[0009] A process is described for performing fabrication processes on sliders where the sliders are held in place during processing by a solid matrix material. A thin coating of a release-layer material is applied on the sliders before binding in the matrix material. The release-layer material is polyvinyl alcohol and more preferably high molecular weight polyvinyl alcohol which is highly hydrolyzed. Use of the release-layer of the invention maintains the process resistance while providing the advantage of allowing easier removal of the matrix material after it is no longer needed. The release-layer of the invention is highly resistant to bonding with a range of materials which can be employed as matrix materials, such as epoxies, acrylates, polyimides, silsesquioxanes and others. The detailed description of an embodiment of the fabrication of the air-bearing features an appropriate solvent is applied to soften the polyvinyl alcohol film and allow clean debonding of the sliders.

BRIEF DESCRIPTION OF THE FIGURES

[0010]FIG. 1 is an illustration of a top view of an array of separated sliders surrounded by a dam according to the prior art.

[0011]FIG. 2 is an illustration of a section view of an array of separated sliders which are partially encapsulated in a matrix material according to the prior art.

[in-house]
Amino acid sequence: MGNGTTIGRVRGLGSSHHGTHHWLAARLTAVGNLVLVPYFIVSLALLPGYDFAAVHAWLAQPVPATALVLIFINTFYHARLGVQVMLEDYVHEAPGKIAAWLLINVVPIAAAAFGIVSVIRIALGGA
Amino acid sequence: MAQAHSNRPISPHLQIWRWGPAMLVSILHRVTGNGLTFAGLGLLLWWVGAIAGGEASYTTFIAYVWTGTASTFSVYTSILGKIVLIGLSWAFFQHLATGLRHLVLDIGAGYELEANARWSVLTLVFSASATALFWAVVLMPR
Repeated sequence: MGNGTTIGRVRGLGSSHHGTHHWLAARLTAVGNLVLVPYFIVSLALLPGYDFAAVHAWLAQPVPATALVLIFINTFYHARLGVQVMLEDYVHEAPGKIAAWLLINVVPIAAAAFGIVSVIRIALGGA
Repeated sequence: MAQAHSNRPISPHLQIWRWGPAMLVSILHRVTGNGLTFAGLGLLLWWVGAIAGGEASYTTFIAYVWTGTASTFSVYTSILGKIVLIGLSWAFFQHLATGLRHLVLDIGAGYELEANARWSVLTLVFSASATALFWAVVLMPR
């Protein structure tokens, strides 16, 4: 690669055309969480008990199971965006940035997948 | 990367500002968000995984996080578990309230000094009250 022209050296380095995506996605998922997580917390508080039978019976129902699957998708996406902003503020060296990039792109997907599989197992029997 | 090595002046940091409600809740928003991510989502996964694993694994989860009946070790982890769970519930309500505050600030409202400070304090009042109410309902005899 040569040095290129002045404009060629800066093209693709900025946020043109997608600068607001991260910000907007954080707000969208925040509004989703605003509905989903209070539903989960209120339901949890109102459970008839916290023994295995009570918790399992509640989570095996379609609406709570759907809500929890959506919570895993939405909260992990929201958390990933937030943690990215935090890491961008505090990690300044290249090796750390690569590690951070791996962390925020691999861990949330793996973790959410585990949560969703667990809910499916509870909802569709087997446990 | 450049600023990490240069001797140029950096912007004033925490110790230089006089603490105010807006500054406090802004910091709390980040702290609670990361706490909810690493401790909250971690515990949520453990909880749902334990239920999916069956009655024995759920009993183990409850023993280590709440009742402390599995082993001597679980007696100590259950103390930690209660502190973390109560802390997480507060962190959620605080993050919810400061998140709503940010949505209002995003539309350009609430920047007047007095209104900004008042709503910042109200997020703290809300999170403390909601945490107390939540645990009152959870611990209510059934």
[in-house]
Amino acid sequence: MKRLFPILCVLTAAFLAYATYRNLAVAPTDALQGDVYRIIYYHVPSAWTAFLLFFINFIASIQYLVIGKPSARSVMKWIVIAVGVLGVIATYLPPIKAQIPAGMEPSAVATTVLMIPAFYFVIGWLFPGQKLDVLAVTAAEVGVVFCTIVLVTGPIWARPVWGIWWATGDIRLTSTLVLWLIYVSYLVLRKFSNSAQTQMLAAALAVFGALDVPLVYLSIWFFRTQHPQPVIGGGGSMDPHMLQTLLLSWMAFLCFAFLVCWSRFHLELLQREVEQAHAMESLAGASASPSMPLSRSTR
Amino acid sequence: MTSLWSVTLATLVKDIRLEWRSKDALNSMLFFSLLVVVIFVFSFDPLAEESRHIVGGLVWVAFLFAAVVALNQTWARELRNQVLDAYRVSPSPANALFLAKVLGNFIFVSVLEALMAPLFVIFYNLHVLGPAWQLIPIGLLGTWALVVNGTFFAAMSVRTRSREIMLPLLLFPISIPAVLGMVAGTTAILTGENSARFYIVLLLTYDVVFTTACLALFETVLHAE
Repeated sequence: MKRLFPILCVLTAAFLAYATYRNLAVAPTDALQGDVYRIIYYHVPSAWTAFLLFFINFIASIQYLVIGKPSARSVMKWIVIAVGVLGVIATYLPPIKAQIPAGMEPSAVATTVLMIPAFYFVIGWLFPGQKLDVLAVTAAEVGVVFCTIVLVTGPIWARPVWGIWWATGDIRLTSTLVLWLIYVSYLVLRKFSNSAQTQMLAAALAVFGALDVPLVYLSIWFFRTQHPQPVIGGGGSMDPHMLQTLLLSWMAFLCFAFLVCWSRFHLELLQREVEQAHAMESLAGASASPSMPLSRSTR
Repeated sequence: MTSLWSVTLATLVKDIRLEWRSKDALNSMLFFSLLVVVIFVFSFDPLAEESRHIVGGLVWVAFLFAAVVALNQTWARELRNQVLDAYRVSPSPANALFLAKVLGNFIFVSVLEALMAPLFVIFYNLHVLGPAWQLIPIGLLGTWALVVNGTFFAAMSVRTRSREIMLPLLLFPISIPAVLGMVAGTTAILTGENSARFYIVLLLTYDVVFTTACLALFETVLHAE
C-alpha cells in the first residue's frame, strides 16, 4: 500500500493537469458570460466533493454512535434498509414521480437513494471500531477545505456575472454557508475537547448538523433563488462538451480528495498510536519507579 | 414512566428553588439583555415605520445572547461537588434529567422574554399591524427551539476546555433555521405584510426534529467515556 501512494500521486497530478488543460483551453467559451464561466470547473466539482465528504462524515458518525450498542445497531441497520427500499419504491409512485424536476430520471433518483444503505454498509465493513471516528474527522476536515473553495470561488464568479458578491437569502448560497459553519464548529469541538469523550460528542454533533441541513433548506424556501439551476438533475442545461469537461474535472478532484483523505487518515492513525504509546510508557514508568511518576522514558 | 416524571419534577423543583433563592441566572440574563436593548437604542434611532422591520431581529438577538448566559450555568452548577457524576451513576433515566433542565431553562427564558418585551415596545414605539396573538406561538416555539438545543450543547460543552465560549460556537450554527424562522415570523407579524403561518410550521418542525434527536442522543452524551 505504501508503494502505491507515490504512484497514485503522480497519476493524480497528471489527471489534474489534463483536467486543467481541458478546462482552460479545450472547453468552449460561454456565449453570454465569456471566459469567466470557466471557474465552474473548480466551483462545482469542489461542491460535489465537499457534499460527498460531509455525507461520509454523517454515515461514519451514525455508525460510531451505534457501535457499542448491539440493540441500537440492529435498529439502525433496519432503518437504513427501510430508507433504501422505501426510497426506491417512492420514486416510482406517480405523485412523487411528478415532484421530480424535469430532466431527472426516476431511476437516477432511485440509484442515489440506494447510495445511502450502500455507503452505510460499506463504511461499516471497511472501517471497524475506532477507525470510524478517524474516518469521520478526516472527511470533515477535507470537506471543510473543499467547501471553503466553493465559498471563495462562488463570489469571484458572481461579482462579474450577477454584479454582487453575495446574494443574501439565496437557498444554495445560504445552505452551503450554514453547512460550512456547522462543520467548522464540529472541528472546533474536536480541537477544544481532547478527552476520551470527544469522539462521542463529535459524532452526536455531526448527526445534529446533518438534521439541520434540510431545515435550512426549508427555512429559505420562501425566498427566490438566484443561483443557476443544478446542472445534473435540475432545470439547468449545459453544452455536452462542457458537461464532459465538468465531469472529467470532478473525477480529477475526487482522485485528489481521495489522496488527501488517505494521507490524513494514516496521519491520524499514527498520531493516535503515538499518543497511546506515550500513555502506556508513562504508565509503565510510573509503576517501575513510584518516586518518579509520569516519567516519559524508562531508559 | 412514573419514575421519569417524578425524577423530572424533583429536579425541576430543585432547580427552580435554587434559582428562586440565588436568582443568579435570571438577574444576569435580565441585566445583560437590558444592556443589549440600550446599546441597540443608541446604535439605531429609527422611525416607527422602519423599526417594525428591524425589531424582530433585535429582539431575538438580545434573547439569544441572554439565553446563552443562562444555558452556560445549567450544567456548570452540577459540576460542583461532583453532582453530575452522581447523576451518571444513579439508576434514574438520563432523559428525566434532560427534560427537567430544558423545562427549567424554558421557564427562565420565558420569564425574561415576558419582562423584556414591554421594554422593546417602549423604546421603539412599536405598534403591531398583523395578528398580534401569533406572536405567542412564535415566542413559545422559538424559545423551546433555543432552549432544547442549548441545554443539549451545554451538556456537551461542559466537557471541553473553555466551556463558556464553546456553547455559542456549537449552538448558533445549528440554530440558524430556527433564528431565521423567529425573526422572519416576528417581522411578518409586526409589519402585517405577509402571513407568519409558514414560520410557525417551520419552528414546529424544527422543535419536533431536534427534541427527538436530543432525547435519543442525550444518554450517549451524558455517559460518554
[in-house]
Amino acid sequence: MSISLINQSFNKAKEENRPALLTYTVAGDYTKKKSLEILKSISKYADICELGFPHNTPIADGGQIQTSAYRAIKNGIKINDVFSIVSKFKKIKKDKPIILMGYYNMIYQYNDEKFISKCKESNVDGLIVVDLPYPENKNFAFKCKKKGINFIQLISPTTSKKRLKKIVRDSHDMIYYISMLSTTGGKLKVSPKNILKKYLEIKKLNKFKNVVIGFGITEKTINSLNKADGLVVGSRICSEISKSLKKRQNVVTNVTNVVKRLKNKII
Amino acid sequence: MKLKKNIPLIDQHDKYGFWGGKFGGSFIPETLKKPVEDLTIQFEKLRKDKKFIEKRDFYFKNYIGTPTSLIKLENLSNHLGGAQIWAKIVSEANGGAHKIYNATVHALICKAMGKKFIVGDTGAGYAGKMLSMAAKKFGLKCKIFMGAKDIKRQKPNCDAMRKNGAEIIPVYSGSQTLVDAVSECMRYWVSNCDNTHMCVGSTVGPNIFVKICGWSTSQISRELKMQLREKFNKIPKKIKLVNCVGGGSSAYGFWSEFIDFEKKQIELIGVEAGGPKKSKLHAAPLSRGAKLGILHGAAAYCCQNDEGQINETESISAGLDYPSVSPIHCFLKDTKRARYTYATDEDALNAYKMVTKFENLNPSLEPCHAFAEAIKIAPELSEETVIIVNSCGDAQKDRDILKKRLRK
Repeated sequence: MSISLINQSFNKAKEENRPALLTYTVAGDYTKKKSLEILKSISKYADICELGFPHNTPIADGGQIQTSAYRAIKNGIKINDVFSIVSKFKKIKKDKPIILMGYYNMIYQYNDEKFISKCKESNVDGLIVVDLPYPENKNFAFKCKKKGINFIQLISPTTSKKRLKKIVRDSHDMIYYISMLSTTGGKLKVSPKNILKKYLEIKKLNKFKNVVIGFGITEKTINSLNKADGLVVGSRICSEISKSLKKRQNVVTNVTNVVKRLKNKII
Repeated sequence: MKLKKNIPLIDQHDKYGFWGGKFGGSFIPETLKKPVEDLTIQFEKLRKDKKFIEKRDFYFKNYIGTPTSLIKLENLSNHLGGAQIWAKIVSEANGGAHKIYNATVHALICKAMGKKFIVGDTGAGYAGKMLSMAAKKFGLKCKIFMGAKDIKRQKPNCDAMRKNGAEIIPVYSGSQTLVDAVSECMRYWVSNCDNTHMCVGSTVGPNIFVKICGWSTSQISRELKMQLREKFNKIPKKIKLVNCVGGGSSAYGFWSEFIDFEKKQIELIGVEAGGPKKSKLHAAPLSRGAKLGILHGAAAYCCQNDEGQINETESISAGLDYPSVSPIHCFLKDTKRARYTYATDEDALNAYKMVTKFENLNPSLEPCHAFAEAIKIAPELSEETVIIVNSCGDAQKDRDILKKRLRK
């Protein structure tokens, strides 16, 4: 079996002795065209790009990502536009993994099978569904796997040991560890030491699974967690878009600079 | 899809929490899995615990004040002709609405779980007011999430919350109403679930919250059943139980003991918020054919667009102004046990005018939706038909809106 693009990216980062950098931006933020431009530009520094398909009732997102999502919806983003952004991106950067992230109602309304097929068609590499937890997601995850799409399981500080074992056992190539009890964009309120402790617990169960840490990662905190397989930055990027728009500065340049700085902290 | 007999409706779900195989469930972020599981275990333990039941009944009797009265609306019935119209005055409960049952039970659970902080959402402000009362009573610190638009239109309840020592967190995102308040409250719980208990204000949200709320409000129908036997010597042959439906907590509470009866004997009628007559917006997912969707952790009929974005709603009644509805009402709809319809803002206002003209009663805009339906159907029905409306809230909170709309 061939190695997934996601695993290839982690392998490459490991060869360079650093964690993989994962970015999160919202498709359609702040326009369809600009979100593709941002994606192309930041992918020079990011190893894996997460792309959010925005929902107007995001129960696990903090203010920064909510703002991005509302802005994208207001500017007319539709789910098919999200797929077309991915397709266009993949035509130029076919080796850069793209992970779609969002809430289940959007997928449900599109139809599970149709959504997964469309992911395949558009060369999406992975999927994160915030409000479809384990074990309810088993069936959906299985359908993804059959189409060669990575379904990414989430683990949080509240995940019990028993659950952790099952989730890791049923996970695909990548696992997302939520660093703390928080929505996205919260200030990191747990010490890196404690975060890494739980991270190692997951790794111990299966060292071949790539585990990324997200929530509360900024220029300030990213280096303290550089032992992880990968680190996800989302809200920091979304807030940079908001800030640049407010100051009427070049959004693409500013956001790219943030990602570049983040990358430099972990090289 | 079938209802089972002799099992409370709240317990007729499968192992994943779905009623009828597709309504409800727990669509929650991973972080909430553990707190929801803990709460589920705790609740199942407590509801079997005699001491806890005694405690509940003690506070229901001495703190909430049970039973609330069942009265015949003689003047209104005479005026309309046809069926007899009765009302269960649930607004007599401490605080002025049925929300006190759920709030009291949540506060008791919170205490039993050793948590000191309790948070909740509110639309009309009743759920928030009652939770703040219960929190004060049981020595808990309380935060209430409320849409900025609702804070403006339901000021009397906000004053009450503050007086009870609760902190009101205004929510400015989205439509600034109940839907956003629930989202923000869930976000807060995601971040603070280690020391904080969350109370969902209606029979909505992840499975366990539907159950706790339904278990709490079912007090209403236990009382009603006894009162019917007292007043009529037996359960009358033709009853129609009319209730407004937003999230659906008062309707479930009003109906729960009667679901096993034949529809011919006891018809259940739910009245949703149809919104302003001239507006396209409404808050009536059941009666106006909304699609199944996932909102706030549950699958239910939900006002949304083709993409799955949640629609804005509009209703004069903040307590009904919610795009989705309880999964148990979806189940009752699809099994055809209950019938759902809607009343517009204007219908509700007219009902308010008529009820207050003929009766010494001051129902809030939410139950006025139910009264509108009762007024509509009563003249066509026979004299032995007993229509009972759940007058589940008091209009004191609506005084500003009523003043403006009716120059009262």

[0012]FIG. 3 is an illustration of a section view of an array of separated sliders that have been coated with a release material prior to being partially encapsulated in a matrix material according to the invention.

[0013]FIG. 4 is an illustration of a section view of an array of separated sliders subsequent to the state illustrated in FIG. 3 after being partially encapsulated in a matrix material according to the invention.

[0014]FIG. 5 is an illustration of a section view of an array of separated sliders subsequent to the state illustrated in FIG. 4 after a portion of the matrix material has been removed and the surface of the sliders has been planarized according to the invention.

[0015]FIG. 6 is an illustration of a section view of an array of separated sliders subsequent to the state illustrated in FIG. 5 after the air-bearing features have been formed and the matrix material and the polyvinyl alcohol coating have been removed according to the invention.

DETAILED DESCRIPTION OF THE INVENTION